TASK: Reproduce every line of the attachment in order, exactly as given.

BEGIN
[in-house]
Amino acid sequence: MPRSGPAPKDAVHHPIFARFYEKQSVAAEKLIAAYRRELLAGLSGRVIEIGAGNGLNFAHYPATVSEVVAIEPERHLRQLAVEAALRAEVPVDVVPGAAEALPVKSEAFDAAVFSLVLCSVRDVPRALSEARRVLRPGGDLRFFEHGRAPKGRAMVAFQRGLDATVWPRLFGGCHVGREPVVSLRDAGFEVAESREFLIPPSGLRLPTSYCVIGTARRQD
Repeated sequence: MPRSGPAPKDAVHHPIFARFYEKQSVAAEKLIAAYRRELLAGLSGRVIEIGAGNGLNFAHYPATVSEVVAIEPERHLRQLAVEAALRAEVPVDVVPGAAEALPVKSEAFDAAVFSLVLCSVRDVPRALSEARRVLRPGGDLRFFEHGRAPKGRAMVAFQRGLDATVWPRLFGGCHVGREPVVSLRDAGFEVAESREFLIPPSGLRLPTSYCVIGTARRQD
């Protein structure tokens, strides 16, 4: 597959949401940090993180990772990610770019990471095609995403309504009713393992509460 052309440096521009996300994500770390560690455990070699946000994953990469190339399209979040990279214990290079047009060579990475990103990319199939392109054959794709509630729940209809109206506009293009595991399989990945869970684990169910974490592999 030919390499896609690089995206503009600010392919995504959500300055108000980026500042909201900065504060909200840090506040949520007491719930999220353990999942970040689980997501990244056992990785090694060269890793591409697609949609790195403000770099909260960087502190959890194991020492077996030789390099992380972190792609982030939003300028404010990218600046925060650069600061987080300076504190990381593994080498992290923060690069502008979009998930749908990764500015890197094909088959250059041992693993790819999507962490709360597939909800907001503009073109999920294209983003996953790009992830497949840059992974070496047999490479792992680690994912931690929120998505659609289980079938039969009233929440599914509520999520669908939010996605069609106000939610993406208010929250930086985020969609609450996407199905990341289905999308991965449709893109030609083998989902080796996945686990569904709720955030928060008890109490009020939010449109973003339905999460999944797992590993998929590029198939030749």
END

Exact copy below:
[in-house]
Amino acid sequence: MPRSGPAPKDAVHHPIFARFYEKQSVAAEKLIAAYRRELLAGLSGRVIEIGAGNGLNFAHYPATVSEVVAIEPERHLRQLAVEAALRAEVPVDVVPGAAEALPVKSEAFDAAVFSLVLCSVRDVPRALSEARRVLRPGGDLRFFEHGRAPKGRAMVAFQRGLDATVWPRLFGGCHVGREPVVSLRDAGFEVAESREFLIPPSGLRLPTSYCVIGTARRQD
Repeated sequence: MPRSGPAPKDAVHHPIFARFYEKQSVAAEKLIAAYRRELLAGLSGRVIEIGAGNGLNFAHYPATVSEVVAIEPERHLRQLAVEAALRAEVPVDVVPGAAEALPVKSEAFDAAVFSLVLCSVRDVPRALSEARRVLRPGGDLRFFEHGRAPKGRAMVAFQRGLDATVWPRLFGGCHVGREPVVSLRDAGFEVAESREFLIPPSGLRLPTSYCVIGTARRQD
């Protein structure tokens, strides 16, 4: 597959949401940090993180990772990610770019990471095609995403309504009713393992509460 052309440096521009996300994500770390560690455990070699946000994953990469190339399209979040990279214990290079047009060579990475990103990319199939392109054959794709509630729940209809109206506009293009595991399989990945869970684990169910974490592999 030919390499896609690089995206503009600010392919995504959500300055108000980026500042909201900065504060909200840090506040949520007491719930999220353990999942970040689980997501990244056992990785090694060269890793591409697609949609790195403000770099909260960087502190959890194991020492077996030789390099992380972190792609982030939003300028404010990218600046925060650069600061987080300076504190990381593994080498992290923060690069502008979009998930749908990764500015890197094909088959250059041992693993790819999507962490709360597939909800907001503009073109999920294209983003996953790009992830497949840059992974070496047999490479792992680690994912931690929120998505659609289980079938039969009233929440599914509520999520669908939010996605069609106000939610993406208010929250930086985020969609609450996407199905990341289905999308991965449709893109030609083998989902080796996945686990569904709720955030928060008890109490009020939010449109973003339905999460999944797992590993998929590029198939030749």